The fast-evolving emobility sector presents a significant opportunity for sustainable growth and job creation in Africa, but some constraints need to be overcome first, writes Yael Shafrir, Associate Director, Webber Wentzel.
South Africans who use minibus taxis or cars on congested motorways every day may find it hard to believe that an emobility revolution is about to happen, but the trends are moving in that direction.
Emobility refers to electric vehicles, ideally powered by renewable energy sources, which may range from two- and three-wheeled vehicles to cars and buses.
Some recent developments in South Africa (SA) are laying the foundation of the future emobility revolution which will help the country meet its carbon reduction commitments under the Paris Agreement. Promising moves include publication of the South African Renewable Energy Masterplan which embraces battery storage and renewable energy. We also understand that work is also underway on an Electric Vehicle (EV) Masterplan and a Critical Minerals Masterplan.
In the private sector, BMW announced in June 2023 that it would be manufacturing the BMW X3 as a plug-in hybrid for global export at its plant in Tshwane, SA. In the last couple of years, there has been a significant increase in the importation of electric and solar batteries into SA, as well as the growth of battery assembly in the country, especially in the Western Cape.
These local events are happening in parallel with Africa-wide initiatives:
The African Continental Free Trade Area Agreement (AfCFTA) has prioritised the automotive sector and transport/logistics value chains.
The African Association of Automotive Manufacturers (AAAM) is working with original equipment manufacturers (OEM) on a continent-wide strategy.
Afreximbank is supporting investments in the automotive and emobility/EV sector.
Certain African jurisdictions are incentivising electric vehicle and emobility development.
Rwanda has plans to phase in electric buses, cars, and motorcycles.
Kenya has established an Emobility Taskforce, whose main objective will be to develop a National Electric Mobility Policy covering all modes of transport and drive uptake of emobility.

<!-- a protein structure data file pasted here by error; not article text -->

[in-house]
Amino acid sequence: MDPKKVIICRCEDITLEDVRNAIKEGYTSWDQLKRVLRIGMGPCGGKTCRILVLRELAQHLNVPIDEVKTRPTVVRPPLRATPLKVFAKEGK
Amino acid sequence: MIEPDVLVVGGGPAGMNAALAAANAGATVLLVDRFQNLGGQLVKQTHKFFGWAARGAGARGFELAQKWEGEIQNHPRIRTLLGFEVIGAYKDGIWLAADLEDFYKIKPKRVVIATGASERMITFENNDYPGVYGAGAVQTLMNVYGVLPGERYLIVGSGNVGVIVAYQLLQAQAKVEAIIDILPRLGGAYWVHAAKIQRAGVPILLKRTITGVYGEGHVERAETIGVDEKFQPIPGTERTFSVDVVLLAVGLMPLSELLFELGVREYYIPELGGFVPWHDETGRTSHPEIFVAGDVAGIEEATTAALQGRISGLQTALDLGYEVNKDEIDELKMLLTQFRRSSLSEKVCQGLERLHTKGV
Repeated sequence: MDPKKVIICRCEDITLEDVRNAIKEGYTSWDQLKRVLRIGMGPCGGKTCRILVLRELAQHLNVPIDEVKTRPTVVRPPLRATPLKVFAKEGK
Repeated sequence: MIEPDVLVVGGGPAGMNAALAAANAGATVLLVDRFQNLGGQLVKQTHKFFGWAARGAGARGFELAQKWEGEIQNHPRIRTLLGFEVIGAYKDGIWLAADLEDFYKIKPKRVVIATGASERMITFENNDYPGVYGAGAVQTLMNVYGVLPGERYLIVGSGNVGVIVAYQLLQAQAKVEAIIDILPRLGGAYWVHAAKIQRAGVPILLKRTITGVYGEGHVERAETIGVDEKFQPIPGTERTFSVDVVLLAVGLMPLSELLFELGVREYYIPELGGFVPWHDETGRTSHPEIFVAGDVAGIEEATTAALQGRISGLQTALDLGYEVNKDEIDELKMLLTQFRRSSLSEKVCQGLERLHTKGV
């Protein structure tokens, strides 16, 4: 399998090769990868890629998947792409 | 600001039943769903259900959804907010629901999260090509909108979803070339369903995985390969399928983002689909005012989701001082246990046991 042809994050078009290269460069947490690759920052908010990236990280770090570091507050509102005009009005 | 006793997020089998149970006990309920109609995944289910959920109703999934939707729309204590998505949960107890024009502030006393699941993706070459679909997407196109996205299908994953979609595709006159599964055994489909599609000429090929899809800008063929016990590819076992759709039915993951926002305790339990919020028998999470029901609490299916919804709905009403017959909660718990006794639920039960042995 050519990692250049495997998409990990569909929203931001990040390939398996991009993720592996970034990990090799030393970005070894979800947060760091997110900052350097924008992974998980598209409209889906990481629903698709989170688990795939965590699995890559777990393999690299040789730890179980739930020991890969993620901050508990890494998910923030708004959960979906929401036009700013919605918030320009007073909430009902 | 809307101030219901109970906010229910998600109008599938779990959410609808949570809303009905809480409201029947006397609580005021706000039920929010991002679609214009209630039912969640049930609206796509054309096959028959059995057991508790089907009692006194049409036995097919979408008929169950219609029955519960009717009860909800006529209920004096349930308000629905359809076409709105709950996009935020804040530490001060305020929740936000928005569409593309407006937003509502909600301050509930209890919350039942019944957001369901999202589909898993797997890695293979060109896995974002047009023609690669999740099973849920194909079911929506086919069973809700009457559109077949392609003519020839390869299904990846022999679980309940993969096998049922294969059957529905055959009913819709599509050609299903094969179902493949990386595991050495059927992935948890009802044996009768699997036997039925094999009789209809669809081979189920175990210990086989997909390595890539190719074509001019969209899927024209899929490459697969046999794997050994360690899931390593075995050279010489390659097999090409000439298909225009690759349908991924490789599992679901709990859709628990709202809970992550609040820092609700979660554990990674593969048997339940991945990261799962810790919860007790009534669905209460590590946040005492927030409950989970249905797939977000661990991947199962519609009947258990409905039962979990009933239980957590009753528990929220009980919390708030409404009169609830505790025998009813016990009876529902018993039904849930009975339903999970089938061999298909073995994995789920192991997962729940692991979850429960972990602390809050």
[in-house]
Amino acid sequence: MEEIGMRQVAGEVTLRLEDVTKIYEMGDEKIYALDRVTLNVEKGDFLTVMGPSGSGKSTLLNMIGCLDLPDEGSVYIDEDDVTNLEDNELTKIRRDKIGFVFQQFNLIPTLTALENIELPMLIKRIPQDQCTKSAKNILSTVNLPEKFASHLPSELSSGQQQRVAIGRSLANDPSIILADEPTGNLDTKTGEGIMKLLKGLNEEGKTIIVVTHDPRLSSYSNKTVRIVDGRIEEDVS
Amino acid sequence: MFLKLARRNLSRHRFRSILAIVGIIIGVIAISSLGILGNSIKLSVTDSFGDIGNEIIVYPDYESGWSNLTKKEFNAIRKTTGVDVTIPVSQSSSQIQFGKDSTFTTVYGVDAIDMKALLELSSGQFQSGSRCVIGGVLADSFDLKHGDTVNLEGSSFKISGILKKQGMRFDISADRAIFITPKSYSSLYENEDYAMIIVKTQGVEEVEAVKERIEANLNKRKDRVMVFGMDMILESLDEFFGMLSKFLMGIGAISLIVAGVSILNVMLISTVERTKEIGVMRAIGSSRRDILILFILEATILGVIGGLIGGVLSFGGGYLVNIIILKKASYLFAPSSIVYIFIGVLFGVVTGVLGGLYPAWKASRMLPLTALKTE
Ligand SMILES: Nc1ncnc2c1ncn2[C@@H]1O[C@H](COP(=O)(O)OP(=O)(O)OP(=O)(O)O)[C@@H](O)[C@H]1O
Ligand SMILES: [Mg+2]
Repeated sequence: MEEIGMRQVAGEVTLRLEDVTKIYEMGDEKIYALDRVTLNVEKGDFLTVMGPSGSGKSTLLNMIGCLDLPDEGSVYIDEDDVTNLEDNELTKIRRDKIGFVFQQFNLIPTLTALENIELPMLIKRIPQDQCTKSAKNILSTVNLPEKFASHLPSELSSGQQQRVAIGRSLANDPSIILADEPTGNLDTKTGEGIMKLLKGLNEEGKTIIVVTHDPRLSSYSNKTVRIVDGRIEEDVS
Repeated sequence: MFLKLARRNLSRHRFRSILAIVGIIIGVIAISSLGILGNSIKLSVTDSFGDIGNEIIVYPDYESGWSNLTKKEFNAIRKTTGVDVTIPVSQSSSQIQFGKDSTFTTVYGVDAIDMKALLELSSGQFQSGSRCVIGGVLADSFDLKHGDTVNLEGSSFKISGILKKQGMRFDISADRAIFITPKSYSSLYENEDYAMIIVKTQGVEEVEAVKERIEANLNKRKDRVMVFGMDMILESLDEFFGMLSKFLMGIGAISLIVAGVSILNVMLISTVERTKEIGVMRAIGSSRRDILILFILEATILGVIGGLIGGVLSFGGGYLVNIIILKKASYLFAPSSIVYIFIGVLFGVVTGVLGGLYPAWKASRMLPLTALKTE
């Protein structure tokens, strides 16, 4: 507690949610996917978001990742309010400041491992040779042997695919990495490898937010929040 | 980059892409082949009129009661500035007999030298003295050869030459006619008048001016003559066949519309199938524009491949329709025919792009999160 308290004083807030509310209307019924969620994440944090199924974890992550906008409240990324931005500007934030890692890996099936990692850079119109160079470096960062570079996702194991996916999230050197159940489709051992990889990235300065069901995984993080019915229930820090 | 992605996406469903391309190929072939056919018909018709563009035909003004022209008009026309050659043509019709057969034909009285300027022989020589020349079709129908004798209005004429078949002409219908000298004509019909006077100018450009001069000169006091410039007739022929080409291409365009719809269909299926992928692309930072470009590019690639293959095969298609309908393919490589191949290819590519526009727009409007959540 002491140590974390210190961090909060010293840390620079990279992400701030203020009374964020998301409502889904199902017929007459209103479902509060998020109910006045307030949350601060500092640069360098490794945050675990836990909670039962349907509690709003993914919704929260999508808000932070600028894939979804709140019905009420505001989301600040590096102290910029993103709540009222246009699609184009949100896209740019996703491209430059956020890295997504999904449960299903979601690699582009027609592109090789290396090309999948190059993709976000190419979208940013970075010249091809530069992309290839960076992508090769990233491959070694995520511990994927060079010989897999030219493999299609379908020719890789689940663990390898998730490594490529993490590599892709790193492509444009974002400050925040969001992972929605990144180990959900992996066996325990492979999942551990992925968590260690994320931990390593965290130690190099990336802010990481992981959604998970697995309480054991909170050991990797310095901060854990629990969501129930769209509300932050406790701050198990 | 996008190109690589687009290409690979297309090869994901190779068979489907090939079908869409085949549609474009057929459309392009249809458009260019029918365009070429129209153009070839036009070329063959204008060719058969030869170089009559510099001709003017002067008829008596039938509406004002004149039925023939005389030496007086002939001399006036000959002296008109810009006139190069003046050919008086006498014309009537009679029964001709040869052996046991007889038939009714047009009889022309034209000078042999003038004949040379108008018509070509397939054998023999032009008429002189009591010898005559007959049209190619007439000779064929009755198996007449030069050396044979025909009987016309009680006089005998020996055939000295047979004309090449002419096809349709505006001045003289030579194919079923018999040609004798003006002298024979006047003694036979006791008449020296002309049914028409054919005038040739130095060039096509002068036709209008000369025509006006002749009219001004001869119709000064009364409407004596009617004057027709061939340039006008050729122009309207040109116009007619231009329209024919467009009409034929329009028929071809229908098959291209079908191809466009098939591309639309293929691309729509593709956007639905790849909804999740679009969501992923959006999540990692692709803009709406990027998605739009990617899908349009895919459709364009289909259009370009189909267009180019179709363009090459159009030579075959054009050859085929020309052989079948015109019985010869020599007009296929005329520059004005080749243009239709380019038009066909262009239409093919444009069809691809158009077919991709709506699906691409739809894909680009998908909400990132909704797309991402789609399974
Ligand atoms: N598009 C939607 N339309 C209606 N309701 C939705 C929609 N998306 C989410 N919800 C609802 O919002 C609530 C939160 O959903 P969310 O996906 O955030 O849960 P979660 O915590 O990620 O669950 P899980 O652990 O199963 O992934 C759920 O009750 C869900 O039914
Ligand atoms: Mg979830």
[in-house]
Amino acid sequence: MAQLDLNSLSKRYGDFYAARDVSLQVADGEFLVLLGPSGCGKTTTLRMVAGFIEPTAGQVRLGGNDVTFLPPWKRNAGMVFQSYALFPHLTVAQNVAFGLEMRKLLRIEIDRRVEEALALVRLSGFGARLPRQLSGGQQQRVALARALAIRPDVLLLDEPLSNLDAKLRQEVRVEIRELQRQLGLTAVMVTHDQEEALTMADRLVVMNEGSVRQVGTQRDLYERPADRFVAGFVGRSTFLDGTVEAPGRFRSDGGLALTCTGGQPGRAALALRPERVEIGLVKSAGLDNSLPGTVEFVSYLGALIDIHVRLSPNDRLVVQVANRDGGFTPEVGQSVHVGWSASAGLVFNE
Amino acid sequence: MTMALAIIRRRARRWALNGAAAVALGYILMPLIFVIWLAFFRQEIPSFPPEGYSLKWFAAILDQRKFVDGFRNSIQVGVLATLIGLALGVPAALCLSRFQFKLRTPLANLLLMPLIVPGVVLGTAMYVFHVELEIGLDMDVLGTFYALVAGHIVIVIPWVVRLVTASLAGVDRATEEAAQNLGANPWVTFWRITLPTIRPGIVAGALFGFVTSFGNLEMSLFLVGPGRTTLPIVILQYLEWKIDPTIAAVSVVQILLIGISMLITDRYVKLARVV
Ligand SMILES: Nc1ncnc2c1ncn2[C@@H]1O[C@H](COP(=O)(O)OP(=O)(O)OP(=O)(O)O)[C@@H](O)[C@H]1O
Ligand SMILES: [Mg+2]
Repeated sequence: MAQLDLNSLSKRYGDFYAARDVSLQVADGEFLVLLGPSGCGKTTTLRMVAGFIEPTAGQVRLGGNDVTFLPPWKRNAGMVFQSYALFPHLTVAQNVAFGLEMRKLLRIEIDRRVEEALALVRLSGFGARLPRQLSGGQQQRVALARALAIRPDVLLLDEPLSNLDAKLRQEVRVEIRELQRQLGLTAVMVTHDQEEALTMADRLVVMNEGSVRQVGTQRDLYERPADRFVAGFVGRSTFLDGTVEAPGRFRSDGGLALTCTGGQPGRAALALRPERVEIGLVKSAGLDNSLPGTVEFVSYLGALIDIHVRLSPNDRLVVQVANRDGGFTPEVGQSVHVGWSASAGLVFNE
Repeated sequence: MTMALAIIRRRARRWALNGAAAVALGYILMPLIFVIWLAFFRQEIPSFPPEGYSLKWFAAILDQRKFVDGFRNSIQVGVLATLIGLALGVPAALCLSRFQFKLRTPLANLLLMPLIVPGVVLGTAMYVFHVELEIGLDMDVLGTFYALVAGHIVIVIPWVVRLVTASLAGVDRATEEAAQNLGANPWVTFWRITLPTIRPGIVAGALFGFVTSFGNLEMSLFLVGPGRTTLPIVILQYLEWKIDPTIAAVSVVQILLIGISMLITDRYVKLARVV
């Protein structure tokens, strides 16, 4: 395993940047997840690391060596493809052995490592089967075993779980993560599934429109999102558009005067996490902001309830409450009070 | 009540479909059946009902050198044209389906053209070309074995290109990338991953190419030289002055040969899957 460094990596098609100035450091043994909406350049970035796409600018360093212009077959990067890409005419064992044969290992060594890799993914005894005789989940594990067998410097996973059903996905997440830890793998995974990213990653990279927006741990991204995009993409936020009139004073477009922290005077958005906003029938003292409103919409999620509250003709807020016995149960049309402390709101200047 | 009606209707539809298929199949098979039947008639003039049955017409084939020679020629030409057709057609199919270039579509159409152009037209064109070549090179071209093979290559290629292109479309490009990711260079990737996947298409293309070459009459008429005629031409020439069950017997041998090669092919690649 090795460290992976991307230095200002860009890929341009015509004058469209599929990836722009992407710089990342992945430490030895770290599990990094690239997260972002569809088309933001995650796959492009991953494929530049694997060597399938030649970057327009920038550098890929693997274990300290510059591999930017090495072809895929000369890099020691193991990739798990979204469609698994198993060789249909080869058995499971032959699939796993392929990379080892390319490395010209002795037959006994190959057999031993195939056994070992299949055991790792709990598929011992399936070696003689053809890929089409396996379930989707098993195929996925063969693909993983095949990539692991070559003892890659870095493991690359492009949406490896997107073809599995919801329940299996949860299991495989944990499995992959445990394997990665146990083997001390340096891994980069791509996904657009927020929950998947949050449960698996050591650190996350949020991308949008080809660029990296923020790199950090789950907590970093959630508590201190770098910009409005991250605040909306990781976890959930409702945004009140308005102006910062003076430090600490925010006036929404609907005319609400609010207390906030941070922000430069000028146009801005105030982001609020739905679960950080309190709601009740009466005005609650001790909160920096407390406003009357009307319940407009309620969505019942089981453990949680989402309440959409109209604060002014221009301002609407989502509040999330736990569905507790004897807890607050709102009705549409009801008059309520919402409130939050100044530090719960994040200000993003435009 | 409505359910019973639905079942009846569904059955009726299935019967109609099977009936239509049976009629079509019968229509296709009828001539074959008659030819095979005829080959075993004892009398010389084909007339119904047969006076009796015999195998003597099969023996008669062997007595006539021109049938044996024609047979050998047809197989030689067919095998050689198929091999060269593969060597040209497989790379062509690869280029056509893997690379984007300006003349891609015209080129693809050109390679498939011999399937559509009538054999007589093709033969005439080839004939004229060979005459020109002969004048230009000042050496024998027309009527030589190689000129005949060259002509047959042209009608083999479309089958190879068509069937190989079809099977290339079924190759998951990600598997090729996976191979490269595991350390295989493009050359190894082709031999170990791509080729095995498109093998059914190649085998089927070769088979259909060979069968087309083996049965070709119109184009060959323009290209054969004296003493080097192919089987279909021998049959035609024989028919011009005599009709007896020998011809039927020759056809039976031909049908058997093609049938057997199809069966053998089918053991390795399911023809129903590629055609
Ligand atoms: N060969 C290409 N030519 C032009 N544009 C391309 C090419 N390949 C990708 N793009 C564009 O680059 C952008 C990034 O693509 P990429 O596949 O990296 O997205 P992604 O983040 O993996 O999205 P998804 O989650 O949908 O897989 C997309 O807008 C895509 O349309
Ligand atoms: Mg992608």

Critical minerals and renewable energy are likely to become priority sectors across the continent. The market for lithium battery cells could be met through local manufacturing since African countries possess many of the necessary raw materials.
Initially, EVs are more likely to find traction in public transport and two- to three-wheelers before wide-scale adoption by the automotive sector. The evolution will be different in each African jurisdiction. For example, Kenya, Nigeria, and Uganda have more two- and three-wheelers than SA, so they are likely to prioritise electrification of those modes of transport. In South Africa, there may be greater potential in starting emobility in the public transport or delivery sector.
Africa urgently needs affordable and sustainable mobility solutions, and there is a real opportunity for SA to help lead the emobility revolution. South Africa has a mature automotive sector and it has signed various trade agreements that facilitate exports to Europe, such as the European Partnership Agreement (with SADC) and the African Growth and Opportunity Act (Agoa). In creating an EV export industry, South Africa can take advantage of AfCFTA’s rules of origin where, in relation to the automotive sector, 40% of local content from Africa is under discussion.
By developing a multi-faceted emobility manufacturing sector, South Africa would help to speed its own transition to a greener future and meet its climate change goals, promote industrialisation in line with Africa’s Agenda 2063, and create jobs.
As South Africa transitions away from internal combustion engine vehicles, it would be able to participate in other parts of the value chain beyond car manufacture. There is an opportunity to manufacture the cells or batteries needed for EVs, and battery factories can stimulate local and regional economic growth. Battery factories could help to develop skills in engineering and attract talent to different regions where manufacturing takes place.
There are, however, constraints on these plans. The most obvious in South Africa is the lack of access to uninterrupted energy sources. Another constraint is that it is difficult to raise seed capital for projects related to environmental, social and governance improvement. More funding is needed in South Africa to support innovative startups.
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